Lavender Essential Oil
Lavandula angustifolia

 

Sweeping fields of vivid purple flowers cover the high plateaus and rolling hills of Provence, nature’s pretty picture that awaits every dawn with a sight and scent more beautiful than the last. This precious lavender flower is considered the “soul of Provence”, flavoring its cuisine, scenting its perfumes and providing the locals and tourists spectacular views.

Lavender actually is grown around the globe, in Africa and the Middle East, on California’s Central Coast, in Tasmania and in South Korea. Its presence permeates nearly every aspect of life, we even have a color named for the flower. We use culinary lavender to add a floral flavor to special dishes. We burn lavender candles to set a romantic or relaxed mood. We use it to calm ourselves, heal ourselves and love ourselves.

 

The History of Lavender

As widely used and adored as lavender is, it still retains a little mystery. The mystery begins with the origin of lavender. It either began in Persia or the Canary Islands, historians aren’t quite sure. There’s a little uncertainty with the origin of the name as well. Most people believe the name comes from the Latin “lavare” which means “to wash”. There’s a possibility, though, that it could have originated from the Latin word “livere”, which means “bluish”. Whether its root was “lavare” or “livere”, the name became “lavandre” in Old French, which eventually evolved to lavender in English. To twist a line from a famous play, a lavender by any other name would smell as sweet.

 

The Beauty and Strength of Lavender

 

Wellness Benefits

  • Pain Relief. Lavender aromatherapy can help reduce headache and migraine pain. In one recent study, migraine sufferers reported a notable reduction in pain after inhaling lavender oil for 15 minutes. It has also shown to be effective for pain relief for women after C-section surgery, patients in intensive care units, following breast biospy surgery and for a number of other painful situations and conditions.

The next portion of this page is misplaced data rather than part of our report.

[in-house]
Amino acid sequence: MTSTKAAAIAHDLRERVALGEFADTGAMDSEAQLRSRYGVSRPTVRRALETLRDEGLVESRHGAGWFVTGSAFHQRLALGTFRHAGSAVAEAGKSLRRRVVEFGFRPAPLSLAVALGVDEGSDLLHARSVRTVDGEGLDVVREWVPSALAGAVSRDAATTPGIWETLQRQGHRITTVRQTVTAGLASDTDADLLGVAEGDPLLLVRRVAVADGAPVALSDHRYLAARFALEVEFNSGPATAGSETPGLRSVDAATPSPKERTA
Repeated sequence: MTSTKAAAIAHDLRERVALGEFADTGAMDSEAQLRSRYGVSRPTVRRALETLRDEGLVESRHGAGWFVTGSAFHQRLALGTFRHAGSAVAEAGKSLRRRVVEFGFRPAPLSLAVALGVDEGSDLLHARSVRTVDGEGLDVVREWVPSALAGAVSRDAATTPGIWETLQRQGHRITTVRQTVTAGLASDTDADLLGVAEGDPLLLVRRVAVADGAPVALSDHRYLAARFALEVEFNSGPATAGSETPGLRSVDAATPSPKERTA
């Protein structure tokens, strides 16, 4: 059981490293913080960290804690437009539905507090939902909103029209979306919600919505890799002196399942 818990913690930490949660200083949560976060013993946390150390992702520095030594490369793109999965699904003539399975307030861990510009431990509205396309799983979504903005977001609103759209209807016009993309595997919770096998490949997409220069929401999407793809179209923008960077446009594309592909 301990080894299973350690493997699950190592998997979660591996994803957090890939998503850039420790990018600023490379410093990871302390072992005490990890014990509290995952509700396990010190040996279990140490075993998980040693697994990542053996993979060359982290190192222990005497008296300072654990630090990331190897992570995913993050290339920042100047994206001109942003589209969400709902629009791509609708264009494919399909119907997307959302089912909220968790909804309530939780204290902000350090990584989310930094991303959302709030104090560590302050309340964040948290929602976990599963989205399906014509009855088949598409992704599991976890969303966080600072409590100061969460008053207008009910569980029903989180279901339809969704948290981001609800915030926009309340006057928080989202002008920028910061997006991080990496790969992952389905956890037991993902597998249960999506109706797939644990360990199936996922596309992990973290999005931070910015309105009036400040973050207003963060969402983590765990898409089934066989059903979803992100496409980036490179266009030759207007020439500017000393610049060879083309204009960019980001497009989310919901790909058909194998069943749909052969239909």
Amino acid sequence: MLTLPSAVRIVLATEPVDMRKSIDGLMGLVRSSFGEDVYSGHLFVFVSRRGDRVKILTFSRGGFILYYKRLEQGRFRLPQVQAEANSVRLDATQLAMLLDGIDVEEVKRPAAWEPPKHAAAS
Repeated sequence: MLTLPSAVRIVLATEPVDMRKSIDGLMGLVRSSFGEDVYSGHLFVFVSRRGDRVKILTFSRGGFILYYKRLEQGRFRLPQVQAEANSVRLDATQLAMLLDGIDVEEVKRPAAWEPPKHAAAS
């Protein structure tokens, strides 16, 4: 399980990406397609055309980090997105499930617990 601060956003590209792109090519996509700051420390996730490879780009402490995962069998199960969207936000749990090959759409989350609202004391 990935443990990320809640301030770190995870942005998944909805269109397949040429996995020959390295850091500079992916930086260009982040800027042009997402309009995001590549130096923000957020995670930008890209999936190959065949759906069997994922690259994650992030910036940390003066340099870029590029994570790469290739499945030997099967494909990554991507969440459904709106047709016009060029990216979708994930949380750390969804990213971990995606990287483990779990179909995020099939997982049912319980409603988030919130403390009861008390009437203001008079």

• Reduced Skin Irritation. Lavender oil calms skin irritation caused by acne, cuts and scrapes, sores, cysts and insect bites. It also accelerates canker sore healing, prevents topical skin allergic reactions, reduces age spots and aids burns.
  • Improved Circulation. Blood circulation is increased and blood pressure reduced with lavender oil massage and aromatherapy.
  • Respiratory. Lavender oil helps respiratory conditions such as whooping cough, bronchitis, laryngitis, asthma and tonsillitis.
  • Detoxifies. Lavender oil works as a diuretic, triggering urine production to eliminate toxins and fluid waste, ease swelling and bloating, balance hormones, avoid cystitis, and prevent other painful urinary conditions and infections.

 

Emotional Benefits

  • Anxiety and Depression. Lavender oil has shown promising results preventing neurological damage and supporting healthy brain function. Several studies demonstrate a wide variety of potential uses in easing mental health and neurological conditions, including anxiety, depression, Alzheimer’s Disease, migraines, insomnia, stress and postpartum depression.

 

Cosmetic Uses

  • Skin Care. Lavender oil is an excellent home remedy for acne and other skin conditions such as psoriasis, eczema, fine lines and wrinkles.
  • Moisturiser. Lavender helps hydrate dry skin and also benefits cuticles, rough feet and heels and elbows.
  • Hair. Hair loss treatments often contain lavender oil, which is used for is lovely aroma as well as its hair re-growth benefits.

 

Spiritual Uses

  • Spiritual Peace. Adding lavender oil to diffuser during meditation can help promote a calmer, more enlightening meditation session, It is through this calmness that you can see your path to healing more clearly.
  • Heart Chakra. Lavender oils helps you to peacefully balance your heart chakra, giving you the tranquility you need to find acceptance, forgiveness and love. It also helps you to acknowledge the transformations you need to make.

 

Safety Information

Pregnant and nursing women should avoid lavender oil, as should those who take any kind of sedative or medication for sleep disorders. Stop using lavender two weeks before surgery and don’t begin using it again until it is cleared by your physician; the oil may affect the central nervous system. Lavender is considered safe for children, but remember that the oil has a hormonal effect and should probably not be used with children approaching puberty.

  • Botanical Name: Lavandula angustifolia
  • Common Method of Extraction: Steam Distilled
  • Plant Part Typically Used: Leaves and Flowers/Buds
  • Color: Clear with a tinge of yellow
  • Consistency: Thin
  • Perfumery Note: Top/Middle
  • Strength of Initial Aroma: Medium
  • Aromatic Description: Floral, fresh, sweet, herbaceous and sometimes slightly fruity
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